OpenDocument Fellowship Quietly Admits OpenDocument Implementation Flaws

I have sincere problems with the citation of Zaske’s Blog for the sentence: "A possible problem is that the current ODF implementations of OpenOffice.org and KOffice are not compatible [3].". Since in his blog he based his discussion on the (already cited [4]) http://opendocumentfellowship.org/applications/koffice . Why not only cite the last reference without including this blog, which is in my opinion too much of a sensationalist article based on current premature implementations? - Arthur

I added the page to zaske's blog as he give examples for the incompatibility and show that even official documents created by the OASIS foudation itself get completly manged when editted in the three different implementations. The openfellowship page just makes a small not that there might be incompetabilities not stating which incompetabilities nor the seriousness of these incompetabilities.If any link to remove than the Opendocumentfellowship links as they do not indicate the lack of competability between Office implementations to be a serieus issue at all.
There is page on the Opendocument fellowship rating the applications and for instance giving kOffice a 4 star rating even though it severely mangles OOo created documents. The koffice page states: Our tests show that OpenOffice and KOffice have some problems opening each other's OpenDocument files. This seems a severe understatement especially when you edit the documents. I do have some objections to the Zaske blog as it is a Microsft guy that should be consideredd biased against ODF but at least his findings are objectivly repeatable for everybody. Also it balances the info links by the opendocumentfellowship that is biased the other way. I suggest replacing either of the biased links only if a more objective source writes an article about the subject of exchanging ODF documents between the supporting application hAl 09:41, 11 August 2006 (UTC)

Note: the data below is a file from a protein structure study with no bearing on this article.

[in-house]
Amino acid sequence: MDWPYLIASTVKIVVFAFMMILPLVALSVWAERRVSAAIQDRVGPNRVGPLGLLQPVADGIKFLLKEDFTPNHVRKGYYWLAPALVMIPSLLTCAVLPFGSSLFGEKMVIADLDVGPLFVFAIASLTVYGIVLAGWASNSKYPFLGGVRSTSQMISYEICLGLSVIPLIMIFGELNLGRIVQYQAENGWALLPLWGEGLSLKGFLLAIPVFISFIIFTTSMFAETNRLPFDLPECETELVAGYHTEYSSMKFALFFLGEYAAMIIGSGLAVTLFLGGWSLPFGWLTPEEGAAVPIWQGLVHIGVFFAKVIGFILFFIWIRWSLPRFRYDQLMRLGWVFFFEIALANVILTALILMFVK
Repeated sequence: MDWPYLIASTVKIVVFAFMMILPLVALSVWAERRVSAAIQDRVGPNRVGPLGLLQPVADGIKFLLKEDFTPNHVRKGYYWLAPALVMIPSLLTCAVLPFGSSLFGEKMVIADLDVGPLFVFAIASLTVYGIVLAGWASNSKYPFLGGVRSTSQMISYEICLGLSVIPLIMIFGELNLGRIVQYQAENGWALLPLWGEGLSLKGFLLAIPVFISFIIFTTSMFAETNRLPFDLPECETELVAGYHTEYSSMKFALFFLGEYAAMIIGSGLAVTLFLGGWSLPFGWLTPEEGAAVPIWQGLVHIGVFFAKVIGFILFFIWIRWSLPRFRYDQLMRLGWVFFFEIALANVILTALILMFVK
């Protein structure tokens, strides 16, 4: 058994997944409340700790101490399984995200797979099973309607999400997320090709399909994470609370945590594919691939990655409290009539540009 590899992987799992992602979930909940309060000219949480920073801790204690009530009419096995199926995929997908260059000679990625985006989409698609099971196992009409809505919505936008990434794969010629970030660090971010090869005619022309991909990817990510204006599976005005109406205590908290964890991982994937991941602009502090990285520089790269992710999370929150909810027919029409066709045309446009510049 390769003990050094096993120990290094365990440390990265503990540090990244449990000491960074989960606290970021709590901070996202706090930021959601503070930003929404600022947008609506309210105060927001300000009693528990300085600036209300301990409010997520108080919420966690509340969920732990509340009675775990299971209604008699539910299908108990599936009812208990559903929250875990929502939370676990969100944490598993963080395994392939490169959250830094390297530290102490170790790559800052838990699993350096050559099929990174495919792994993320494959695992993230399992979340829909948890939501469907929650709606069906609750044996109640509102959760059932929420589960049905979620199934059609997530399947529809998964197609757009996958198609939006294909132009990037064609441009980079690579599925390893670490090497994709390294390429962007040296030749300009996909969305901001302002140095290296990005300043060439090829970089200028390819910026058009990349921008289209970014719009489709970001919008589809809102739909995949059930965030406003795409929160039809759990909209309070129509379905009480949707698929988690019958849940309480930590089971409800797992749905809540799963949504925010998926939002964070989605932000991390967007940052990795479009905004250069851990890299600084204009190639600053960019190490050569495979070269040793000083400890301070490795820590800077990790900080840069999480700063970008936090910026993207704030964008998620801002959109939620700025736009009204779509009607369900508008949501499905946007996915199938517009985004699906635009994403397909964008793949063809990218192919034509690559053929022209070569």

Writely Supports OpenDocument

Perhaps someone should add Writely (www.writely.com) as a supported Word Processor. It can save documents in OpenDocument format (although the menu option is "Save as OpenOffice").